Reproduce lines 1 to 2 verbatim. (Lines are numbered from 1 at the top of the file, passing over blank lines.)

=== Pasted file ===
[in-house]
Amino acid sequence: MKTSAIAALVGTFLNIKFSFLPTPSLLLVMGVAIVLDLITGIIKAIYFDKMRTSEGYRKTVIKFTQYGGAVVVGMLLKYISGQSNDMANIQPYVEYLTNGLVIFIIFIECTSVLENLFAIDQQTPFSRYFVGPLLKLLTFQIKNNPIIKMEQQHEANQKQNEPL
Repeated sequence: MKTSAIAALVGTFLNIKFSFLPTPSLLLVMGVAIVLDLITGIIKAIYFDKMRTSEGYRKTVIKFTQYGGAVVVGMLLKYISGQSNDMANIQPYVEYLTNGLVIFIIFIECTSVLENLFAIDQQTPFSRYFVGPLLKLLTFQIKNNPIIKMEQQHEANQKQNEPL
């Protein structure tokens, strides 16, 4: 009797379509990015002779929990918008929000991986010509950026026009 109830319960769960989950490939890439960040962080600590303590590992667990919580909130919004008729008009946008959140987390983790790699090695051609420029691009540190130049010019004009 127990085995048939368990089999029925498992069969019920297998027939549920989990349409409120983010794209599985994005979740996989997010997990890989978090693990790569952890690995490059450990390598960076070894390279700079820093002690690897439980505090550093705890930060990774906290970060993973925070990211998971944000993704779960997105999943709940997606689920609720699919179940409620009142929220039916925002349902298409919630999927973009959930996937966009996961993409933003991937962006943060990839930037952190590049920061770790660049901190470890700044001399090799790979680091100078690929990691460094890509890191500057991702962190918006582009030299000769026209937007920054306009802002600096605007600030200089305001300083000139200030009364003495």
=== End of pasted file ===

[in-house]
Amino acid sequence: MKTSAIAALVGTFLNIKFSFLPTPSLLLVMGVAIVLDLITGIIKAIYFDKMRTSEGYRKTVIKFTQYGGAVVVGMLLKYISGQSNDMANIQPYVEYLTNGLVIFIIFIECTSVLENLFAIDQQTPFSRYFVGPLLKLLTFQIKNNPIIKMEQQHEANQKQNEPL